There are many positive aspects to the increased use of technology and its capabilities. Unfortunately, this can also lead to privacy issues that can transcend into the California workplace. Many companies are requiring workers to use their smartphones as part of their jobs to help facilitate administrative duties, such as keeping track of hours worked. However, when employees find that their privacy has been compromised, and they do not agree to using the technology, the company may handle the situation by firing the workers, which can lead to wrongful termination claims.
A woman who worked for Intermex as a sales executive is accusing the company of firing her because she refused to keep an app on her phone. The plaintiff was given a company-issued smartphone to use and was required to have the Xora app on the device. This app allowed employees to manage paperwork and even log the time they had worked. The Xora app also has GPS tracking capability, allowing management to know where their employees are at all times.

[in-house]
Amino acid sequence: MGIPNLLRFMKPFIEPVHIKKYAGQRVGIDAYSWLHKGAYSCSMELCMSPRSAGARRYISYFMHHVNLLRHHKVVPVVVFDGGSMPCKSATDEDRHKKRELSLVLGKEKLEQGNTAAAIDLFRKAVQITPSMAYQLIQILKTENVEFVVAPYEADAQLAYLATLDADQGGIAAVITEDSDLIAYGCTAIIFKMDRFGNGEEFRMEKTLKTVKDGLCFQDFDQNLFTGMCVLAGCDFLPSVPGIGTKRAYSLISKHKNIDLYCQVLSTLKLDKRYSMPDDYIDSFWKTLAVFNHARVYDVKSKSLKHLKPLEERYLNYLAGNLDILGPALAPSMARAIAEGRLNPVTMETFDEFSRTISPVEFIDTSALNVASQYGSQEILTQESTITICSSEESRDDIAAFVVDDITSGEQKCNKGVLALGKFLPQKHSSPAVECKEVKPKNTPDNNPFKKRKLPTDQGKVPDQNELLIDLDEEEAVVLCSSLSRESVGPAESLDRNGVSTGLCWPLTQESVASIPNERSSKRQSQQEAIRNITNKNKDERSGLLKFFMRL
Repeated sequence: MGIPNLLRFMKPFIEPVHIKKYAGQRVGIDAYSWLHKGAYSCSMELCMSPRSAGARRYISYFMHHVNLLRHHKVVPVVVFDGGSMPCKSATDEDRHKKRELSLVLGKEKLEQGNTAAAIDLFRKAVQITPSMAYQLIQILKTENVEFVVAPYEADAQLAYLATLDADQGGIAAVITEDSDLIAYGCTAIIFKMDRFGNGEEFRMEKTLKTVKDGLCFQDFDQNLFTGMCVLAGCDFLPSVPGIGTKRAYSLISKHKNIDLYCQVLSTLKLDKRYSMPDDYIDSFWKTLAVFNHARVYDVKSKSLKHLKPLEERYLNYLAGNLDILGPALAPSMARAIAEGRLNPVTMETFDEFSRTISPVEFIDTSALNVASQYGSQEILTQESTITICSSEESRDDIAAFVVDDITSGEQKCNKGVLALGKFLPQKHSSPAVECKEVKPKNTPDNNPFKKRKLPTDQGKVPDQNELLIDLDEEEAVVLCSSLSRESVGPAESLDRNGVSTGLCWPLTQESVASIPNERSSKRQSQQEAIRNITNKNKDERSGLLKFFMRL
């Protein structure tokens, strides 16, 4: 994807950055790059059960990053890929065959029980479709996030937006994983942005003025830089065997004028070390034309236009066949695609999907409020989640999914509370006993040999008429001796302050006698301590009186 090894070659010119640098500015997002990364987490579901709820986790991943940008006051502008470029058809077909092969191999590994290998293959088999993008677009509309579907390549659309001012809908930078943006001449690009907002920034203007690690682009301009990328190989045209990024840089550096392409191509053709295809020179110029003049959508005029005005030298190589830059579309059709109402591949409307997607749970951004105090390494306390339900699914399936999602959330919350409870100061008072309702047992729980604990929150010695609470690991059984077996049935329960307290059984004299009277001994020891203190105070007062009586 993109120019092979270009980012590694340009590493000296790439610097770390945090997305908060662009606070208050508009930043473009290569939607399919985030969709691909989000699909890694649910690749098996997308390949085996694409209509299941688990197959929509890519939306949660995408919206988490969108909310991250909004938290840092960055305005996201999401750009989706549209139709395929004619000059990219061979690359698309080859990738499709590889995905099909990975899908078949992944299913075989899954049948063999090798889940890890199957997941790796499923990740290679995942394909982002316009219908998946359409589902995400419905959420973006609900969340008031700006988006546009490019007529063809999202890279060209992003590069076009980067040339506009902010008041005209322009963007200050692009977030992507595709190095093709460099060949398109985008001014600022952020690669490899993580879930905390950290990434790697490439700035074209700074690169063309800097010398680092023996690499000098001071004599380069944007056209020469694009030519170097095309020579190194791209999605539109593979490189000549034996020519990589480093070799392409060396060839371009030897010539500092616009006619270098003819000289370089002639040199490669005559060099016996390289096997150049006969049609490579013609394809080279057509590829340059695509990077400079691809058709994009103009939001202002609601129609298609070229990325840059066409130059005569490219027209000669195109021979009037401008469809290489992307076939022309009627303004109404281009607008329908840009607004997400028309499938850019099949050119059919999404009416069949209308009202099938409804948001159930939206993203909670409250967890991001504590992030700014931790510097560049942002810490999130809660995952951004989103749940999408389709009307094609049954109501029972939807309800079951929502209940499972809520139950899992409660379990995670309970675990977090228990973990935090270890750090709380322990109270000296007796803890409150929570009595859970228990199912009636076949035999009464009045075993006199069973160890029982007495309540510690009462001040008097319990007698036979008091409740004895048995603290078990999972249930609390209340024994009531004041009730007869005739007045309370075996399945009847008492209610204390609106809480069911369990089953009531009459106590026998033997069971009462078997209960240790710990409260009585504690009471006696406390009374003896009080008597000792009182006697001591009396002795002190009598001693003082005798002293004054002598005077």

Having questions about the app, the plaintiff began to research and question if the app would be able to track where she was even when she was not at work. She allegedly asked her manager if that could happen, and he admitted that the app could do that. Her supervisor purportedly also said that he could tell how fast she was driving since she installed the app.
After her discovery, the California woman was no longer comfortable and decided to un-install the app. She was allegedly reprimanded by her supervisor and then fired. Prior to this incident, the plaintiff claims that she did not have any disciplinary action on her record. She is suing Intermex and accusing the company of wrongful termination and invasion of her privacy. If she is successful in her civil court claim, she may be awarded the $500,000 she is seeking.
Source: abc15.com, "California woman says she was fired for disabling work phone GPS", Alyssa Newcomb, May 13, 2015